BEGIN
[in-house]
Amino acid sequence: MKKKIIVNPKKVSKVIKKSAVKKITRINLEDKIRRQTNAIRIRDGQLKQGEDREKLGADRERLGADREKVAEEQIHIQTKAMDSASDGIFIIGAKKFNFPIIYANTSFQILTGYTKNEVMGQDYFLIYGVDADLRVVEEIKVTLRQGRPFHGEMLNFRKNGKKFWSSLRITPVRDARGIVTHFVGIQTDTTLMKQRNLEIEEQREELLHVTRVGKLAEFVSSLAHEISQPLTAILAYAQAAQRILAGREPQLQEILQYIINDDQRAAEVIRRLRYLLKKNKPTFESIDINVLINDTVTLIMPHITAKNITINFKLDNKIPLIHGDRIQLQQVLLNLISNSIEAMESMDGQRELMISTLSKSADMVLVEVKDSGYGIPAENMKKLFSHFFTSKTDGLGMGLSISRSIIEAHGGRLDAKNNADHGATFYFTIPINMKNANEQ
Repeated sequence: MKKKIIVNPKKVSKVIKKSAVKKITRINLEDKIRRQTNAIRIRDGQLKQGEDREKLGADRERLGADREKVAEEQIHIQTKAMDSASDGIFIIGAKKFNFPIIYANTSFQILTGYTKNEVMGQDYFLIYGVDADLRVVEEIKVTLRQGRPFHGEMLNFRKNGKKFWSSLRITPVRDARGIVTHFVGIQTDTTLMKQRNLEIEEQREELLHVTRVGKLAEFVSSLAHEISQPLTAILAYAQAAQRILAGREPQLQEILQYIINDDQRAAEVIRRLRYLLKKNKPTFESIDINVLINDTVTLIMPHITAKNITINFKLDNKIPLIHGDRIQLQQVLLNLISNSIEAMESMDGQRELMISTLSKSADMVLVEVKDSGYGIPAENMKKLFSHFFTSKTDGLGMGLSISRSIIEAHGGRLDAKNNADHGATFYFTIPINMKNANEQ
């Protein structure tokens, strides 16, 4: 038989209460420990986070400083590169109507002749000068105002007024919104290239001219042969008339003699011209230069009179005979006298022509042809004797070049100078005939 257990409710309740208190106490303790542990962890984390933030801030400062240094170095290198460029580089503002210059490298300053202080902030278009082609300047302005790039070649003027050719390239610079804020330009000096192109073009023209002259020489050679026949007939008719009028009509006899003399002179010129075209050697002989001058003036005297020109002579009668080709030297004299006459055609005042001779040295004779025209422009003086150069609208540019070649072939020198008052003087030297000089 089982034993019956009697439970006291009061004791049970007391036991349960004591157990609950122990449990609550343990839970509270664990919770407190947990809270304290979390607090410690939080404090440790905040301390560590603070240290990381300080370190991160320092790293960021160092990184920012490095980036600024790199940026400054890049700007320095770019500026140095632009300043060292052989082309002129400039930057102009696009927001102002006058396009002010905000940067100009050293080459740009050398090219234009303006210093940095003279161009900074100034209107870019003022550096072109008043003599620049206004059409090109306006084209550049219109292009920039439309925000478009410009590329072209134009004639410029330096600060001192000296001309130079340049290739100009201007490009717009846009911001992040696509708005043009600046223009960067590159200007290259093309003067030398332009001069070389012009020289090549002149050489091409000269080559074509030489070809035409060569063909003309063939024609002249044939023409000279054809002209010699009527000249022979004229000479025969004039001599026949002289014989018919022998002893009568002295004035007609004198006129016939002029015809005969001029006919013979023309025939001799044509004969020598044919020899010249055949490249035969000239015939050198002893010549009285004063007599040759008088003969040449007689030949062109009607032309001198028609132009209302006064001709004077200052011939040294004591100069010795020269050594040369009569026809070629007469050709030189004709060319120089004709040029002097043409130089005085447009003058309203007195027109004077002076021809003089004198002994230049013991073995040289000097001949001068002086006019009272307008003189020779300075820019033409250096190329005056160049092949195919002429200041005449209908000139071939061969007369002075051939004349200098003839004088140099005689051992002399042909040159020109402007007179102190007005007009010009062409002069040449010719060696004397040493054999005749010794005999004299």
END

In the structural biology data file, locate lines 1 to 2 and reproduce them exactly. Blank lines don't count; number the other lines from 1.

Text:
[in-house]
Amino acid sequence: MKKKIIVNPKKVSKVIKKSAVKKITRINLEDKIRRQTNAIRIRDGQLKQGEDREKLGADRERLGADREKVAEEQIHIQTKAMDSASDGIFIIGAKKFNFPIIYANTSFQILTGYTKNEVMGQDYFLIYGVDADLRVVEEIKVTLRQGRPFHGEMLNFRKNGKKFWSSLRITPVRDARGIVTHFVGIQTDTTLMKQRNLEIEEQREELLHVTRVGKLAEFVSSLAHEISQPLTAILAYAQAAQRILAGREPQLQEILQYIINDDQRAAEVIRRLRYLLKKNKPTFESIDINVLINDTVTLIMPHITAKNITINFKLDNKIPLIHGDRIQLQQVLLNLISNSIEAMESMDGQRELMISTLSKSADMVLVEVKDSGYGIPAENMKKLFSHFFTSKTDGLGMGLSISRSIIEAHGGRLDAKNNADHGATFYFTIPINMKNANEQ